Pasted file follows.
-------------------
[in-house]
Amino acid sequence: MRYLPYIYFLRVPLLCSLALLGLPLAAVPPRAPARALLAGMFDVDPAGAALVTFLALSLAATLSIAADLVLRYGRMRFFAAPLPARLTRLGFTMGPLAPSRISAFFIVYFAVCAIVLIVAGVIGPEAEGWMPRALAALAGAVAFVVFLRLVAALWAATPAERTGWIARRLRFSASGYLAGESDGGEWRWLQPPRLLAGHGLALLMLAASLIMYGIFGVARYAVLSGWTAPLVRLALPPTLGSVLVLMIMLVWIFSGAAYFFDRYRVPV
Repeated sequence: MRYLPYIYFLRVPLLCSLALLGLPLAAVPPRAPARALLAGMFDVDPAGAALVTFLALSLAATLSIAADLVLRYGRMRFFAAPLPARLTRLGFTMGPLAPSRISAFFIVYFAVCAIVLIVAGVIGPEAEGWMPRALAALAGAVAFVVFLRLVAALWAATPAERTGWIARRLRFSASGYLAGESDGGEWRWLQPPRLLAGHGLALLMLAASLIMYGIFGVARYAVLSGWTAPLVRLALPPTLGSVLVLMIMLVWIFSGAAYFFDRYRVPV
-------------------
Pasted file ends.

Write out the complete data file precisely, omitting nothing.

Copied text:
[in-house]
Amino acid sequence: MRYLPYIYFLRVPLLCSLALLGLPLAAVPPRAPARALLAGMFDVDPAGAALVTFLALSLAATLSIAADLVLRYGRMRFFAAPLPARLTRLGFTMGPLAPSRISAFFIVYFAVCAIVLIVAGVIGPEAEGWMPRALAALAGAVAFVVFLRLVAALWAATPAERTGWIARRLRFSASGYLAGESDGGEWRWLQPPRLLAGHGLALLMLAASLIMYGIFGVARYAVLSGWTAPLVRLALPPTLGSVLVLMIMLVWIFSGAAYFFDRYRVPV
Repeated sequence: MRYLPYIYFLRVPLLCSLALLGLPLAAVPPRAPARALLAGMFDVDPAGAALVTFLALSLAATLSIAADLVLRYGRMRFFAAPLPARLTRLGFTMGPLAPSRISAFFIVYFAVCAIVLIVAGVIGPEAEGWMPRALAALAGAVAFVVFLRLVAALWAATPAERTGWIARRLRFSASGYLAGESDGGEWRWLQPPRLLAGHGLALLMLAASLIMYGIFGVARYAVLSGWTAPLVRLALPPTLGSVLVLMIMLVWIFSGAAYFFDRYRVPV